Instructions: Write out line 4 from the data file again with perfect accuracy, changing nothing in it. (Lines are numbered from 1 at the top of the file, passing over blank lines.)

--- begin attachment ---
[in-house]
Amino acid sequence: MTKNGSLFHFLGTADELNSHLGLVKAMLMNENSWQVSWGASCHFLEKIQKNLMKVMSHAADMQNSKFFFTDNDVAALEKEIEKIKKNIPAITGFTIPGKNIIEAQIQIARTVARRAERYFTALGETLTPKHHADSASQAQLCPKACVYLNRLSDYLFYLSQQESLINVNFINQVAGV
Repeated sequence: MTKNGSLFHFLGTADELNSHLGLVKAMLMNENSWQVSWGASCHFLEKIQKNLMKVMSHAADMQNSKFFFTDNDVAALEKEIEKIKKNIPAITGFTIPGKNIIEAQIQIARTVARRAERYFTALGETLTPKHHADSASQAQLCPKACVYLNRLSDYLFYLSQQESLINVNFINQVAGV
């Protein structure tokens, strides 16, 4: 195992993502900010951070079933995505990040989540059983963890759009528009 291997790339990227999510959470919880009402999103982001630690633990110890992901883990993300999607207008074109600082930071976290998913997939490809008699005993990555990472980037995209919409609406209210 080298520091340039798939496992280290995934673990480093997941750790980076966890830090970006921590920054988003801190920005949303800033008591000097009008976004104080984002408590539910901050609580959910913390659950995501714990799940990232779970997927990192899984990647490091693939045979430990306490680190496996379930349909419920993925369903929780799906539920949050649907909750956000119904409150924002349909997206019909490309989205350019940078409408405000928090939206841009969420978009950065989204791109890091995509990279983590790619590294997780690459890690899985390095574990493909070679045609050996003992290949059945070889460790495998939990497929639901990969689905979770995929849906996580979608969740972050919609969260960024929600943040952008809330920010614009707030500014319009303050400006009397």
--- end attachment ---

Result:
């Protein structure tokens, strides 16, 4: 195992993502900010951070079933995505990040989540059983963890759009528009 291997790339990227999510959470919880009402999103982001630690633990110890992901883990993300999607207008074109600082930071976290998913997939490809008699005993990555990472980037995209919409609406209210 080298520091340039798939496992280290995934673990480093997941750790980076966890830090970006921590920054988003801190920005949303800033008591000097009008976004104080984002408590539910901050609580959910913390659950995501714990799940990232779970997927990192899984990647490091693939045979430990306490680190496996379930349909419920993925369903929780799906539920949050649907909750956000119904409150924002349909997206019909490309989205350019940078409408405000928090939206841009969420978009950065989204791109890091995509990279983590790619590294997780690459890690899985390095574990493909070679045609050996003992290949059945070889460790495998939990497929639901990969689905979770995929849906996580979608969740972050919609969260960024929600943040952008809330920010614009707030500014319009303050400006009397």